The minister realised he faced a problem. This was just one of several cases in the national media of workers being sacked or abused under the new laws. He went on television to say that some employers, like the Cowra abattoir, had "jumped the gun". It seemed "quite possible" that the employer there had acted "contrary to the provisions of the law itself". The Office of Workplace Services (OWS) was told to investigate and speak to the company. The unions negotiated with management. Under media and political pressure, the company reinstated the workers. The minister was triumphant: "This shows that the law works."
Except that the company had not broken the law at all in sacking the workers as it did. An OWS report to the minister eight weeks later cleared it of wrongdoing. Fortunately, through judicious use of the media, the workers had got their jobs back for the time being.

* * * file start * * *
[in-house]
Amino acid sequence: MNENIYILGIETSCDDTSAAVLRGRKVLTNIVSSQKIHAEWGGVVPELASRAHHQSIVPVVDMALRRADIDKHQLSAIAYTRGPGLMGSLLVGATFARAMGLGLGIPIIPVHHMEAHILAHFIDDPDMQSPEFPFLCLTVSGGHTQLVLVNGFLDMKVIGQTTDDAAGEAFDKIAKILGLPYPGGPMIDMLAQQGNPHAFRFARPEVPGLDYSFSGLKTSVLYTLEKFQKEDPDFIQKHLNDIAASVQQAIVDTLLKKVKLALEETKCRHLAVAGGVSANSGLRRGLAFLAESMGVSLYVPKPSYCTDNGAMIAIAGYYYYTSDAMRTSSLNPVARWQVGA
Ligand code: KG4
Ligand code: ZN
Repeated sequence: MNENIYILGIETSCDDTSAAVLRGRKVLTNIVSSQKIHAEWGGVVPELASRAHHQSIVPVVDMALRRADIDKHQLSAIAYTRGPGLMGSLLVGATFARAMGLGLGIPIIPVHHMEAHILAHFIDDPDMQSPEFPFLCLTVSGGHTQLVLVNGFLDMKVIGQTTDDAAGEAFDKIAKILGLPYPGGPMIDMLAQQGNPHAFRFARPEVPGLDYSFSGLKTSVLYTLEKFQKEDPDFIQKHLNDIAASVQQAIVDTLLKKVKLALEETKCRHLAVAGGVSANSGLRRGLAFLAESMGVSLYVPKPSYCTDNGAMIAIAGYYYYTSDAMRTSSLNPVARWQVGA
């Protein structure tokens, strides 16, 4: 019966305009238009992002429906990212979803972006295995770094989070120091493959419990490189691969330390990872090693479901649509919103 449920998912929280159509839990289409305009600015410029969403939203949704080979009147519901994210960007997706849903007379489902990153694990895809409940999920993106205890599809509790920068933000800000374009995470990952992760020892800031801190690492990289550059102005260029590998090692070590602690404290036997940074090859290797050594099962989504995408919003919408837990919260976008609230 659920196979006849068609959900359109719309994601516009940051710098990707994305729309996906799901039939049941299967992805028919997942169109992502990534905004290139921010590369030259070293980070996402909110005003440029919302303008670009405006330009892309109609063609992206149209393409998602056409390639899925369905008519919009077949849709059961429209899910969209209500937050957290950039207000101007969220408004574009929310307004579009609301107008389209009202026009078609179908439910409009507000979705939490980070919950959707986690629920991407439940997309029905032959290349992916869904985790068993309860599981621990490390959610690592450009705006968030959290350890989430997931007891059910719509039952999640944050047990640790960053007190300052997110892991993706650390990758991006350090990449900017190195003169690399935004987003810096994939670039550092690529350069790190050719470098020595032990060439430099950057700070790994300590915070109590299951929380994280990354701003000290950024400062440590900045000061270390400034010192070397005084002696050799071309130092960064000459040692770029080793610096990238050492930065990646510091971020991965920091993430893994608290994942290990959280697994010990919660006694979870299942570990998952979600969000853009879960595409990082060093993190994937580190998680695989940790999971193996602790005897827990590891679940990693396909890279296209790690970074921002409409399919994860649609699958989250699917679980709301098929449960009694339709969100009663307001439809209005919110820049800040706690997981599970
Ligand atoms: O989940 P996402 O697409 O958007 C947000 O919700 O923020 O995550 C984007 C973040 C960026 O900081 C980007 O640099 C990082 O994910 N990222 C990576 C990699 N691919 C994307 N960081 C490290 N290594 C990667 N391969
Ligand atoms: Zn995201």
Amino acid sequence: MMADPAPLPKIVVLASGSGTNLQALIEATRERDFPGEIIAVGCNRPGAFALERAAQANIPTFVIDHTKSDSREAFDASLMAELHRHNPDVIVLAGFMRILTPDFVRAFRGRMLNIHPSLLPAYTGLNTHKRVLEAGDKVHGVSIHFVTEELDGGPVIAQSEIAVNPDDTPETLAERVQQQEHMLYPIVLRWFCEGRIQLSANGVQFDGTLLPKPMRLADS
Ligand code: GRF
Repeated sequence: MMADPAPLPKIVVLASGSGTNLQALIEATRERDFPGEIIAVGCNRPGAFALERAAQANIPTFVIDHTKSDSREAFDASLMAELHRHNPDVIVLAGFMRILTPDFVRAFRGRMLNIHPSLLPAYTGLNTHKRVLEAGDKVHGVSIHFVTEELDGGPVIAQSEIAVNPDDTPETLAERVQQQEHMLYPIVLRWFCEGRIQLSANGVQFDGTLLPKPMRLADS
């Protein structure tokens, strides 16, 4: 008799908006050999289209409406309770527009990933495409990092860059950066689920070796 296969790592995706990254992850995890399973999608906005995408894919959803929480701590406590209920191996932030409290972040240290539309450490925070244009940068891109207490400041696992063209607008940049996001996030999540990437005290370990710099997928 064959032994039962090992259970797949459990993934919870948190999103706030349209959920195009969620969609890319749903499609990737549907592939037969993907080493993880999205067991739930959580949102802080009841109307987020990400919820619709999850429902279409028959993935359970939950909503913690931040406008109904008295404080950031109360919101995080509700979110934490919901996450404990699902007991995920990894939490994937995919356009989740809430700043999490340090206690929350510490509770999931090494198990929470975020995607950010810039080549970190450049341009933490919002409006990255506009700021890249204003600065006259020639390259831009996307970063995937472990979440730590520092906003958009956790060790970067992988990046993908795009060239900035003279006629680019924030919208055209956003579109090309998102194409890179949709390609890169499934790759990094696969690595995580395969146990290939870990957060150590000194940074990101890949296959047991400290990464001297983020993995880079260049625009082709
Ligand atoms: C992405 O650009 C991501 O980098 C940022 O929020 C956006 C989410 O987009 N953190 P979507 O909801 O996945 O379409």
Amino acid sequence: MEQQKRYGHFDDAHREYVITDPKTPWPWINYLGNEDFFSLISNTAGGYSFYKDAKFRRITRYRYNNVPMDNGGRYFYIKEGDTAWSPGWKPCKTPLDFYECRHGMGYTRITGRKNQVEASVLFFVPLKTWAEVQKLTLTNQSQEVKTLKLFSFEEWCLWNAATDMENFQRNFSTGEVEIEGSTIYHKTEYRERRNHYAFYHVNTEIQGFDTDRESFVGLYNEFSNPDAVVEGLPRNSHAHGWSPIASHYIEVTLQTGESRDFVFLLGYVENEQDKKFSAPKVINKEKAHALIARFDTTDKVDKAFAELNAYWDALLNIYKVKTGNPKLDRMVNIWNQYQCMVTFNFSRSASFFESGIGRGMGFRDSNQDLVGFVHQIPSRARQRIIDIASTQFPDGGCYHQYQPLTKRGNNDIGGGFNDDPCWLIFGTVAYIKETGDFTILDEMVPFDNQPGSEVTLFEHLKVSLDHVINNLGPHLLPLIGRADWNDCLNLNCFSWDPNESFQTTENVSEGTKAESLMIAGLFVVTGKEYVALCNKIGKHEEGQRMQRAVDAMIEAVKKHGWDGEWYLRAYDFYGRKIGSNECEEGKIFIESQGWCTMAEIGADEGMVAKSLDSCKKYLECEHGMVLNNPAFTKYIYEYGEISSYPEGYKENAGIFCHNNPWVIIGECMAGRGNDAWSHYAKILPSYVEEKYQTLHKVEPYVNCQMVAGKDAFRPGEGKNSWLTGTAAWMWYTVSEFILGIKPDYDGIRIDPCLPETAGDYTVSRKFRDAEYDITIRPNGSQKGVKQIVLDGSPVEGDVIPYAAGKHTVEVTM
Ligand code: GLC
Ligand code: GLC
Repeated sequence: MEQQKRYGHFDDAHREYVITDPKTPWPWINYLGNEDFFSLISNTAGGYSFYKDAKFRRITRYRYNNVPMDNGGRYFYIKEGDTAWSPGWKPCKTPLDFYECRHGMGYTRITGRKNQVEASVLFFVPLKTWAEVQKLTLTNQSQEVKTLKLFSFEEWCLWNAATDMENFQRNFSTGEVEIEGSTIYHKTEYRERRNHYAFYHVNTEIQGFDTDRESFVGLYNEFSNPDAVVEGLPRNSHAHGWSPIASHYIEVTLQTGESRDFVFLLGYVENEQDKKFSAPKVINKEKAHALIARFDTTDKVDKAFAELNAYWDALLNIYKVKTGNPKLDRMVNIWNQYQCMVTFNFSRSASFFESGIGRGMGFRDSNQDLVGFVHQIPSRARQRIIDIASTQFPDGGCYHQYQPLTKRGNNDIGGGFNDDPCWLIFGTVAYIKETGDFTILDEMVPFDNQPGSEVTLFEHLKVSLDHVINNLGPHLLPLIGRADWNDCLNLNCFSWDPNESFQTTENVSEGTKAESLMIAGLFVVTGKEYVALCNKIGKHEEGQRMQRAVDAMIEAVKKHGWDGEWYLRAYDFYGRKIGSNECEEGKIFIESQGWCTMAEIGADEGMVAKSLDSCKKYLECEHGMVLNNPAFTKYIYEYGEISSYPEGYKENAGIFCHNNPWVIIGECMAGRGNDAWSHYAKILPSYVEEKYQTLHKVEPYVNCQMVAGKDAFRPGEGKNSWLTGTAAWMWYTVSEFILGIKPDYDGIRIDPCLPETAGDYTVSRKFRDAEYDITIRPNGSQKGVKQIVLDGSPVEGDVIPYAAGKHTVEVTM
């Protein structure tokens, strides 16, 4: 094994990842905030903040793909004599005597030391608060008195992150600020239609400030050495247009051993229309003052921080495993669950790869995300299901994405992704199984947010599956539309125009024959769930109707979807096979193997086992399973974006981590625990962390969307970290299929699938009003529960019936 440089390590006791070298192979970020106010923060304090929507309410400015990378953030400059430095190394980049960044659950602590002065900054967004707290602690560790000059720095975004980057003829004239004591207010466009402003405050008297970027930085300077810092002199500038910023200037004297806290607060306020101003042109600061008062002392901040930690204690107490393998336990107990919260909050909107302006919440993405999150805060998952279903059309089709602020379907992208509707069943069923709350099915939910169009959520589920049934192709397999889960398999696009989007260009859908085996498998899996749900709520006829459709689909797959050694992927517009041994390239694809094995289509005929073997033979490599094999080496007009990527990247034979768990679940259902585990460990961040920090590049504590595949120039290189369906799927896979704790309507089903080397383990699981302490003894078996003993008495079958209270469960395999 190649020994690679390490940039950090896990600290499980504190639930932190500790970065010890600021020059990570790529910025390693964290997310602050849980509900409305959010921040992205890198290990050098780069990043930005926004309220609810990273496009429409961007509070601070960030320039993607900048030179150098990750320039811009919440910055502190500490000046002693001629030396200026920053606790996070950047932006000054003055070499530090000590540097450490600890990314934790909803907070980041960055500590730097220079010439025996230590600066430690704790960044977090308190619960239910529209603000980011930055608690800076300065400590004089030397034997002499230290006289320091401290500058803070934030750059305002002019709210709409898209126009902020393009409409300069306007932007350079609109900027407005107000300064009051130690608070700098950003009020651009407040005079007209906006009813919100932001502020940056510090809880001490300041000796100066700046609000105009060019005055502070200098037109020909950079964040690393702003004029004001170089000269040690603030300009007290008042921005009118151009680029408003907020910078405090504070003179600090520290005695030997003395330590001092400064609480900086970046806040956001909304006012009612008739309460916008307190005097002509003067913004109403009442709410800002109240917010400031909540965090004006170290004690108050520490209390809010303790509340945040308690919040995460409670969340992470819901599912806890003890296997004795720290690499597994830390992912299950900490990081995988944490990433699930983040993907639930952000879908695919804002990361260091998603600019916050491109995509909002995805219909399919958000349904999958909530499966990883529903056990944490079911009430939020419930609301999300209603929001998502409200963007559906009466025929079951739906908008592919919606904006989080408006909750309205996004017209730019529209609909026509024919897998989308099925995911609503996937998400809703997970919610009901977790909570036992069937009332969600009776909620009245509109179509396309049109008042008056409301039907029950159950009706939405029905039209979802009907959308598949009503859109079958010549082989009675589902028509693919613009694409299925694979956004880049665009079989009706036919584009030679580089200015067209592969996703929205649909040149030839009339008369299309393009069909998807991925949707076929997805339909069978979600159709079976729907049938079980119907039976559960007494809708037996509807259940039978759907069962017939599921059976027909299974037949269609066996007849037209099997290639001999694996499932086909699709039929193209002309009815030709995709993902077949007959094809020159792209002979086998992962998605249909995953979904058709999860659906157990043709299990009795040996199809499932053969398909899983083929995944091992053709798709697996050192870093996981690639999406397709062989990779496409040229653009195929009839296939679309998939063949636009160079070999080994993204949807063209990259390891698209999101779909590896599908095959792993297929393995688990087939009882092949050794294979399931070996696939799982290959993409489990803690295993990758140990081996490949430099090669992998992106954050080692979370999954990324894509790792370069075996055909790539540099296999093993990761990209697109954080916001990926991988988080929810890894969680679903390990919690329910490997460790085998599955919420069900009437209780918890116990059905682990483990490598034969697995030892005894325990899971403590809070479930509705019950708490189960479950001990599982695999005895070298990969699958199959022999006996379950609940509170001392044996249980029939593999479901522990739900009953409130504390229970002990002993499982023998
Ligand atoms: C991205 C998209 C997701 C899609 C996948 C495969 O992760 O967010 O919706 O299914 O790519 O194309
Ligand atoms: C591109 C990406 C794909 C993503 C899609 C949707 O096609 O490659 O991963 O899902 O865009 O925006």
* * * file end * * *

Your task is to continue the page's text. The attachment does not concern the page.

As with Cowra, much of the battle over Work Choices is fought out in this symbolic domain. For the unions, the ability to mobilise media and create images of workers being disadvantaged has become a key tool in preventing employers from exploiting opportunities the law now gives them.
No doubt many employers have decided that the cost to their reputation of adopting an aggressive approach would not, at the moment, be worth it. At least, that is the case for unionised workers who have the resources of a politically savvy union movement behind them.
But those who do not belong to a union, lacking media access, remain largely invisible and much more easily exploitable.
[David Peetz is the author of Brave New Workplace (Allen & Unwin, 2006) and professor of industrial relations at Griffith University. This is an edited excerpt from Griffith Review 15: Divided Nation (ABC Books). Visit http://www.griffith.edu.au/griffithreview.]